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    March 6, 2023

    Drug Discovery Industry Roundup with Barry Bunin — March 6, 2023

    Barry Bunin, PhD Founder & CEO Collaborative Drug Discovery Barry Bunin, PhD
    Founder & CEO
    Collaborative Drug Discovery

    Drug Discovery Industry Roundup with Barry Bunin

    Lab Space…In Outer Space. Stem cell researchers at the University of California San Diego are building upon zero-gravity work they have been conducting on NASA's International Space Station (ISS) with the announced formation of a new Astrobiotechnology Hub, which brings together academic, industry and government partners to drive scientific and commercial innovation in stem cell research. Why do stem cell research in space? UC San Diego Today reports that when astronaut Scott Kelly returned from a year-long trip aboard the ISS, his body had grown two inches taller, but his cells appeared decades older. Lab tests revealed numerous molecular changes to his blood cells, including damaged DNA, shortened telomeres, and inflammation - all signs of rapid aging and precursors to cancer. Researchers are using space as an 'aging accelerator.' The studies will help scientists and clinicians to potentially better understand stem cell aging and cancer without having to rely on lengthy and expensive clinical trials monitoring Earthbound humans as they age or develop disease in real time. Corinne Peek-Asa, PhD, Vice Chancellor for Research at UC San Diego says: "The next thriving ecosystem of stem cell companies will be 250 miles overhead."

     

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    The front page cover story of The Economist shouts "Eat, inject, repeat:  New drugs could spell an end to the world's obesity epidemic." I've always appreciated the Economist writers' ability to emphasize the key take-home points given current trends.  I also like how they often use famous song lyrics as subtitles in articles - it is creative and helps with retention.  The current big trend is with historical obesity drugs being essentially snake oil, now there are treatments that seem to work (20% weight loss being stastically significant, especially if long-term side effects are minimal…which we'll see over the long-term.  The Economist begin intriguingly with:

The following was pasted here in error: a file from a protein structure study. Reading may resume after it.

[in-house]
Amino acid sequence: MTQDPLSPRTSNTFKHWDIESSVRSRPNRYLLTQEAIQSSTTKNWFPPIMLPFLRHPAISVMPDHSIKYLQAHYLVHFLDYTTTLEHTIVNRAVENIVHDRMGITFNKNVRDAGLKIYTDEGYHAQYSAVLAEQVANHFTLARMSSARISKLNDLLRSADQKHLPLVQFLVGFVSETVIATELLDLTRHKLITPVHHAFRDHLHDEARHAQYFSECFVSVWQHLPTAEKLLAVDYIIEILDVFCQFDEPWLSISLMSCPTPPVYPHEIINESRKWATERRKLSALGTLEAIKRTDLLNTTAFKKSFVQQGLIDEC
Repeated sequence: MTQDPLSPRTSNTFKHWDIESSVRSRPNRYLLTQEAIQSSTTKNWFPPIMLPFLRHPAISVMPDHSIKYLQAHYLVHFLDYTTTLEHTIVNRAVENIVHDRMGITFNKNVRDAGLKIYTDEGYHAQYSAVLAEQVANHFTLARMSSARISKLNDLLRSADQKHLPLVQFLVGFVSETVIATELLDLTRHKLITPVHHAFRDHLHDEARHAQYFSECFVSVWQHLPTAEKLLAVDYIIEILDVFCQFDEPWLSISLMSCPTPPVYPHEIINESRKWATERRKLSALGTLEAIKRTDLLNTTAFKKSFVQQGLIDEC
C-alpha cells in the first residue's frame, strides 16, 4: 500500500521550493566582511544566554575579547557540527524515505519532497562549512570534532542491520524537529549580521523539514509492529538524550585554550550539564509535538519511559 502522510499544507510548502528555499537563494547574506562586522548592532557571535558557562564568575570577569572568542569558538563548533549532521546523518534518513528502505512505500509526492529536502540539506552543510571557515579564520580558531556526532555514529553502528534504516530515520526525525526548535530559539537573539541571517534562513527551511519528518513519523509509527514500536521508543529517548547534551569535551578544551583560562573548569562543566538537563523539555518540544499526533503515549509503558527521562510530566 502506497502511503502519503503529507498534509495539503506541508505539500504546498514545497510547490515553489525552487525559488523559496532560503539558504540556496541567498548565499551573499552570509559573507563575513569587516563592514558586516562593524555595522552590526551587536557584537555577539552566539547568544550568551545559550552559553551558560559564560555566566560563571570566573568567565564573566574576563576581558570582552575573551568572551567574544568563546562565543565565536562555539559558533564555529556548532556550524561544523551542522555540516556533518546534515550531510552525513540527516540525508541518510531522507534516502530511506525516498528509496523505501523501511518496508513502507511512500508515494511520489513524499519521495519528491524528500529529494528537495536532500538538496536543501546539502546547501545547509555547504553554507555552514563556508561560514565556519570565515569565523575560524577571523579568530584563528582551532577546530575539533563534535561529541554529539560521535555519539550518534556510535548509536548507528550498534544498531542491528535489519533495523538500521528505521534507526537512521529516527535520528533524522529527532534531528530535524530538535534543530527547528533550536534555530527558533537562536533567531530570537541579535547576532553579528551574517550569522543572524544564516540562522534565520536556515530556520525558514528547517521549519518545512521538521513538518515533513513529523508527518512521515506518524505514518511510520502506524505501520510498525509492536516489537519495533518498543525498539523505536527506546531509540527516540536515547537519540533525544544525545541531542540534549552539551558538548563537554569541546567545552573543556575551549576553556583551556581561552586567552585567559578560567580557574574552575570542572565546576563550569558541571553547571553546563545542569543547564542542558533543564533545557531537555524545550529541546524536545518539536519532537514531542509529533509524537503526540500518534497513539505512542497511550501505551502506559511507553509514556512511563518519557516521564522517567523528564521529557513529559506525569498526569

"A new type of drug is generating excitement among the rich and the beautiful. Just a jab a week, and the weight falls off. Elon Musk swears by it; influencers sing its praises on TikTok; suddenly slimmer Hollywood starlets deny they have taken it. But the latest weight-loss drugs are no mere cosmetic enhancements. Their biggest beneficiaries will be not celebrities in Los Angeles or Miami but billions of ordinary people around the world whose weight has made them unhealthy.

    Treatments for weight loss have long ranged from the well-meaning and ineffective to the downright dodgy. The new class of drugs, called glp-1 receptor agonists, seems actually to work. Semaglutide, developed by Novo Nordisk, a Danish pharmaceutical firm, has been shown in clinical trials to lead to weight loss of about 15%. It is already being sold under the brand name Wegovy in America, Denmark and Norway and will soon be available in other countries; Ozempic, a lower-dose version, is a diabetes drug that is also being used "off label" for weight loss. A rival glp-1 drug, made by Eli Lilly, an American firm, is due to come on sale later this year and is more effective still. Analysts think the market for glp-1 drugs could reach $150bn by 2031, not far off the market for cancer drugs today. Some think they could become as common as beta blockers or statins."